Dr Lewis is investigating two enzymes called CYP1A1 and CYP1A2, which activate DTIC into its chemotherapy form in the body.
DTIC works through a natural process where the drug is switched on in the parts of the body where the enzymes are active and then flags those cells for destruction. Unfortunately because of the abundance of the CYP1A2 enzyme in the liver, the drug is released into the body’s broader circulation, causing substantial toxicity.
Dr Lewis has identified that the CYP1A1 enzyme is not found in the liver and could therefore be more efficient in activating the drug with less adverse effects. With funding from the FMC Foundation, he aims to use gene therapy to deliver enhanced CYP1A1 enzymes to targeted tissues or tumours together with another molecule that will deactivate CYP1A2, thus preventing toxicity in the liver and broader circulation.
This approach could ensure that this chemotherapy is more successfully targeted to the cancer and not surrounding tissues and organs, thereby improving the treatment and alleviating many adverse effects.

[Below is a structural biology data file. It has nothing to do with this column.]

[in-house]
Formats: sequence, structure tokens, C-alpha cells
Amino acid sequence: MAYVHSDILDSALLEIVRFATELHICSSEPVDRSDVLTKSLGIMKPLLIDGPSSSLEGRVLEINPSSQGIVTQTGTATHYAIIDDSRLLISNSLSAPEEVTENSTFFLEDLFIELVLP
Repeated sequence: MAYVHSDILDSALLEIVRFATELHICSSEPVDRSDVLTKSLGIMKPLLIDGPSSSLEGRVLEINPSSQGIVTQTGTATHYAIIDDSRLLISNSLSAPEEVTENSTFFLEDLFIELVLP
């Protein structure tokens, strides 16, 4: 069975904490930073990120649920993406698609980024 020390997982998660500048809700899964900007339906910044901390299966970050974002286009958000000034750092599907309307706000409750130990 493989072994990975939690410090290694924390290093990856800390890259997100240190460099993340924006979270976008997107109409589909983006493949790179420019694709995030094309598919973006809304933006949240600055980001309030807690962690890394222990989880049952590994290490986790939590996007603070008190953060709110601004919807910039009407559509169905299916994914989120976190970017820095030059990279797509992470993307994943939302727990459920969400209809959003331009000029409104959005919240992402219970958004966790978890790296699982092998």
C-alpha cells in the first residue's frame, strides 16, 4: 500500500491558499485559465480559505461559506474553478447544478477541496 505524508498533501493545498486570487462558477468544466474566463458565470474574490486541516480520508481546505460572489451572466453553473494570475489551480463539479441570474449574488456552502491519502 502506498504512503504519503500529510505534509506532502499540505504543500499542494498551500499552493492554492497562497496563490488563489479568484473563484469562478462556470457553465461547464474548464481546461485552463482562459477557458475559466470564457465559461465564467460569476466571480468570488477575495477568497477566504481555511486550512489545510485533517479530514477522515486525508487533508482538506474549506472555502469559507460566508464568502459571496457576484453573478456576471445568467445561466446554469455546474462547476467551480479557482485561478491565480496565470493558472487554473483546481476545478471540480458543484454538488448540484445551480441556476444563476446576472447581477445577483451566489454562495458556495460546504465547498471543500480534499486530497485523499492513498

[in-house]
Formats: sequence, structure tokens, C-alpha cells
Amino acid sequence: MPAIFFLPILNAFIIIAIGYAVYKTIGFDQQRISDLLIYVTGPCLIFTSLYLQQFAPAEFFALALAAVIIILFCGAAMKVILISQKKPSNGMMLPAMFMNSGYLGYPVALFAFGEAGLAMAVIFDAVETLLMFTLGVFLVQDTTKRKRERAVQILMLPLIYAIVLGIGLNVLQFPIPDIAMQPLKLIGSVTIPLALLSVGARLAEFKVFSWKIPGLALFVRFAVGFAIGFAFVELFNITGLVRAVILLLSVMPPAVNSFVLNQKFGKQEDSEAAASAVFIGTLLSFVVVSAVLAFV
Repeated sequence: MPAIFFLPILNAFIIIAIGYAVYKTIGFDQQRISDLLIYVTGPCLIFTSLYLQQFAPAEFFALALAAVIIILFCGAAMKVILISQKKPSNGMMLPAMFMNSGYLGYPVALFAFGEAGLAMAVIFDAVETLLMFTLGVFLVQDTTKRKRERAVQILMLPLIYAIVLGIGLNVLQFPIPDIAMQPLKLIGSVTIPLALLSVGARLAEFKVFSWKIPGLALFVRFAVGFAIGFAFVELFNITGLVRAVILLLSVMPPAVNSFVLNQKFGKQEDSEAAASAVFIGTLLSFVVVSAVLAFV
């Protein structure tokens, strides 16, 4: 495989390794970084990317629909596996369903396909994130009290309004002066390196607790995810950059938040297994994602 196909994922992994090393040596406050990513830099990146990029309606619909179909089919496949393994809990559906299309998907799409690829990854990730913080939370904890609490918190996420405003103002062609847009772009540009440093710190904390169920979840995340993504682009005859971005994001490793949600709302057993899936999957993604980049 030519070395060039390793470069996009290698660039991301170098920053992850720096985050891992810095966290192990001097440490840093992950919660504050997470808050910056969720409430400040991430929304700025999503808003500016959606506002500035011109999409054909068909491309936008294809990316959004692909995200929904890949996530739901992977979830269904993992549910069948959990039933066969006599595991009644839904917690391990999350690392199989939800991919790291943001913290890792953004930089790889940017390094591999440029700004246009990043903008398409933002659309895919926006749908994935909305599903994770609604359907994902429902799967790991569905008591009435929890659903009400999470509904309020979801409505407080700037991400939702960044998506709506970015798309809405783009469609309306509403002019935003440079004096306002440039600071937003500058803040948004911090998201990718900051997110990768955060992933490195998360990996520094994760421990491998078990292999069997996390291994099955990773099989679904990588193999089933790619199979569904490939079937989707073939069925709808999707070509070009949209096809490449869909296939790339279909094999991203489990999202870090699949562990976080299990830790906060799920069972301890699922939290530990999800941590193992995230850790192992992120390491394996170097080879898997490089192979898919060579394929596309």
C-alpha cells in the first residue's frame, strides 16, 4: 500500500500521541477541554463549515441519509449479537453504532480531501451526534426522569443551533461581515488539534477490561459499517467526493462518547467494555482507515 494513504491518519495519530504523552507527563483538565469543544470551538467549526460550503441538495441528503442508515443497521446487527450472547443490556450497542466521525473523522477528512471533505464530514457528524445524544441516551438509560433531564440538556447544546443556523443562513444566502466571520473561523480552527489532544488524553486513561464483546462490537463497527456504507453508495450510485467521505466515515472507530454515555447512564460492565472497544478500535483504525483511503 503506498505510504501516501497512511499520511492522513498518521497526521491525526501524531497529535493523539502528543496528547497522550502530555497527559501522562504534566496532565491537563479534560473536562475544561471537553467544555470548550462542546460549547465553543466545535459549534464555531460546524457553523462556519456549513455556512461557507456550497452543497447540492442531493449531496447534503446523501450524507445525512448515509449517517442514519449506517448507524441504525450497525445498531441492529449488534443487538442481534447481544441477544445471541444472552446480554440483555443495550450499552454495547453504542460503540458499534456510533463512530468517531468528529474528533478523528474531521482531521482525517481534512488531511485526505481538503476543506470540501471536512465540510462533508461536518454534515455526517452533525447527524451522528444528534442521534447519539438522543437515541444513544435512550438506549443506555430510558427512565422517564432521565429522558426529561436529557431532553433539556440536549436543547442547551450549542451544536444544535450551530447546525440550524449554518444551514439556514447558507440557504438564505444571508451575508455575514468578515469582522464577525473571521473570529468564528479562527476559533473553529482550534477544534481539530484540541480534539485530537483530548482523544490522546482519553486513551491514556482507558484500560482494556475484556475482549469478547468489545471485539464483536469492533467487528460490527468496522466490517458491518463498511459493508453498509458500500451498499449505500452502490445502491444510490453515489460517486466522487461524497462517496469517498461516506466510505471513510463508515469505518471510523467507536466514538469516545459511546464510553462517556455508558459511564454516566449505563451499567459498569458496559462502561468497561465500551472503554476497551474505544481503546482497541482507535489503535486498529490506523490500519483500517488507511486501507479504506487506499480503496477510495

As DTIC is also traditionally used for the treatment of intracranial carcinoma, neuroblastoma, soft tissue sarcoma, Hodgkin’s disease and neuroendocrine tumours, it could also lead to improved treatments for many cancer types.
In his spare time, Dr Lewis is an avid cyclist and will be undertaking the 200km Ride to Conquer Cancer challenge this year to help raise funds for the vital work underway at the FCIC. To donate to Ben, the FMC Foundation Team, or another rider please visit www.conquercancer.com.au.